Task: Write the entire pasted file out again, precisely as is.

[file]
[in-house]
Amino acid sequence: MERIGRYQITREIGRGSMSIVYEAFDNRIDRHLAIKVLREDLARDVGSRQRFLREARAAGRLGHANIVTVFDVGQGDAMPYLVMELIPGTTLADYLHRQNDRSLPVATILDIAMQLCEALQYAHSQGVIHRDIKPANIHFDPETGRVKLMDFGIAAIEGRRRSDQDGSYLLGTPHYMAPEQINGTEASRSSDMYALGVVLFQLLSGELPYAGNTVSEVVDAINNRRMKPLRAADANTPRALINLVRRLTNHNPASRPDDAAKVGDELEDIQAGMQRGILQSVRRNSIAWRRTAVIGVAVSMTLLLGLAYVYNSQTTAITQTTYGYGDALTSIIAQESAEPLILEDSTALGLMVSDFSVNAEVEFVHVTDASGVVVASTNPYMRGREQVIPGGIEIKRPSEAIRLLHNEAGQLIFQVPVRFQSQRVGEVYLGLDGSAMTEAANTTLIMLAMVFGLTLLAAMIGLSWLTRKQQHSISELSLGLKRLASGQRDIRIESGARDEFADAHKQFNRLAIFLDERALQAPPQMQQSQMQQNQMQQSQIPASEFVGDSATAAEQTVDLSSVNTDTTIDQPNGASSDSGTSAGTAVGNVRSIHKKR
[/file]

[in-house]
Amino acid sequence: MERIGRYQITREIGRGSMSIVYEAFDNRIDRHLAIKVLREDLARDVGSRQRFLREARAAGRLGHANIVTVFDVGQGDAMPYLVMELIPGTTLADYLHRQNDRSLPVATILDIAMQLCEALQYAHSQGVIHRDIKPANIHFDPETGRVKLMDFGIAAIEGRRRSDQDGSYLLGTPHYMAPEQINGTEASRSSDMYALGVVLFQLLSGELPYAGNTVSEVVDAINNRRMKPLRAADANTPRALINLVRRLTNHNPASRPDDAAKVGDELEDIQAGMQRGILQSVRRNSIAWRRTAVIGVAVSMTLLLGLAYVYNSQTTAITQTTYGYGDALTSIIAQESAEPLILEDSTALGLMVSDFSVNAEVEFVHVTDASGVVVASTNPYMRGREQVIPGGIEIKRPSEAIRLLHNEAGQLIFQVPVRFQSQRVGEVYLGLDGSAMTEAANTTLIMLAMVFGLTLLAAMIGLSWLTRKQQHSISELSLGLKRLASGQRDIRIESGARDEFADAHKQFNRLAIFLDERALQAPPQMQQSQMQQNQMQQSQIPASEFVGDSATAAEQTVDLSSVNTDTTIDQPNGASSDSGTSAGTAVGNVRSIHKKR